The pending sales, expected to be completed by the third quarter, will add to the $1 billion Motorola said it already got by divesting itself from other cellular service providers in Brazil, Egypt, Israel, Jordan and Pakistan.
With the emergence of several leading providers, including Vodaphone, Deutsche Telekom and NTT DoCoMo and the explosion in handset sales worldwide, it's time for the likes of Motorola to divest and focus on propping up its handset sale market share, which has been slumping, U.S. Bancorp Piper Jaffray analyst Samuel May said.
"From (Motorola's) perspective, they made a lot of investments over the past 15 years to seed the market," May said. "You can make the argument that the market doesn't need to be seeded anymore."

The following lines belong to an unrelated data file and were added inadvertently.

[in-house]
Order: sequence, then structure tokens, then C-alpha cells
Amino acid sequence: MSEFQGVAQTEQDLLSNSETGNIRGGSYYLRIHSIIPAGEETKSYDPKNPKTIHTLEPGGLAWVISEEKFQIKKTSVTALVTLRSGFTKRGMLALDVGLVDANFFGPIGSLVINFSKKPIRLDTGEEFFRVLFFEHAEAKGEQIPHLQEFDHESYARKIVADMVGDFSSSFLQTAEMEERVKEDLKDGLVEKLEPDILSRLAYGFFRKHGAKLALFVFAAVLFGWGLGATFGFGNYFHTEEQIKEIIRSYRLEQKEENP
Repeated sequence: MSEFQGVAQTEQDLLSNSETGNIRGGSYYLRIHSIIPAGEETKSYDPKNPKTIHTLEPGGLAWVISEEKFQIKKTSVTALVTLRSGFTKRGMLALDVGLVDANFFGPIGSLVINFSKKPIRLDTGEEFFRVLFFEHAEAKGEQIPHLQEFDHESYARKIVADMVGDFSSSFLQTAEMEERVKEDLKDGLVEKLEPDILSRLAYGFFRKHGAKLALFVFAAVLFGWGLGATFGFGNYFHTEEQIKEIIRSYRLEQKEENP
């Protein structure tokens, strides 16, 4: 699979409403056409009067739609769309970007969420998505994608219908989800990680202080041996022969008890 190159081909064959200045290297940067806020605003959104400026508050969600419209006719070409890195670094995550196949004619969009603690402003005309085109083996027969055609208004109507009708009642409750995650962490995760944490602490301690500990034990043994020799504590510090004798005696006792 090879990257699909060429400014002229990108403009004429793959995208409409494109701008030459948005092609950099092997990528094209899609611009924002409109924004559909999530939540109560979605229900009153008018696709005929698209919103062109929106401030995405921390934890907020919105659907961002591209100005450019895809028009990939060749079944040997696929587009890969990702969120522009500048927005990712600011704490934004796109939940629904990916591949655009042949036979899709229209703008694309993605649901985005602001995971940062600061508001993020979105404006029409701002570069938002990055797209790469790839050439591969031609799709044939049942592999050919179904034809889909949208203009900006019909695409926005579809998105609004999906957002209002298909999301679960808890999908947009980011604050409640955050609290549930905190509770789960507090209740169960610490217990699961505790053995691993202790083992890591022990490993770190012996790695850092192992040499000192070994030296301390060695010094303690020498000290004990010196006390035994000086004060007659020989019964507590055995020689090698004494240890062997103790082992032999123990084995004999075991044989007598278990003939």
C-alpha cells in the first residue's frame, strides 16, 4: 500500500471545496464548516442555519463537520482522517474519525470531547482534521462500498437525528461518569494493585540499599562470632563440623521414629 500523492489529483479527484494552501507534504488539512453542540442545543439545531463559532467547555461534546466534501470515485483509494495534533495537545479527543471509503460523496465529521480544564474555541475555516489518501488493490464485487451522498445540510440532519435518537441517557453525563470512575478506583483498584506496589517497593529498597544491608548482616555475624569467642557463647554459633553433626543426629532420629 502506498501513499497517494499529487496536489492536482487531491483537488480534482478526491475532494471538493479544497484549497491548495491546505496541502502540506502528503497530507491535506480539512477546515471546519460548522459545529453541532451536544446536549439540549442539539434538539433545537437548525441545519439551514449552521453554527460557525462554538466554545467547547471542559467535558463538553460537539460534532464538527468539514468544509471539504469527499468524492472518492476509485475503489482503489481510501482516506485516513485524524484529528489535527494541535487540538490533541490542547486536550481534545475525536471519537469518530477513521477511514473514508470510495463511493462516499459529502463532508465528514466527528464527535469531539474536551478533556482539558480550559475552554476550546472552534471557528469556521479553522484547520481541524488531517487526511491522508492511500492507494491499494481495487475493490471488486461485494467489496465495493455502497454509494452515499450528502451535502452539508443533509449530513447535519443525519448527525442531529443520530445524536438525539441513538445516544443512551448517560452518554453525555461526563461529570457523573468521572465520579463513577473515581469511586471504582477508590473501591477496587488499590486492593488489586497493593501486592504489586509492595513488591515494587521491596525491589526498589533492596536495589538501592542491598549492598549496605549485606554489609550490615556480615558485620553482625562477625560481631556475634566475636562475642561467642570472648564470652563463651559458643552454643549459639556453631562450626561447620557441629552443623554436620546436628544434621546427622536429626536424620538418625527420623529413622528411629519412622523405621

With it's newfound cash, Motorola will only say it will use it for general corporate purposes.
May and others say it's time for the company to focus on its handset sales. The company has seen its market share slip in recent years. Motorola shipped 60 million phones, giving it a 14.6 percent market share in 2000.
It had a nearly 17 percent share in 1999, according to market research firm Gartner.
But one major problem for the company is profits. Motorola announced at the end of February that it didn't expect to meet it's projected first-quarter sales of $8.8 billion or its 12 cents per share in earnings. It blamed the economic slowdown in the United States and internal "inventory corrections" that combined could lead to an operating loss for the quarter, according to a statement.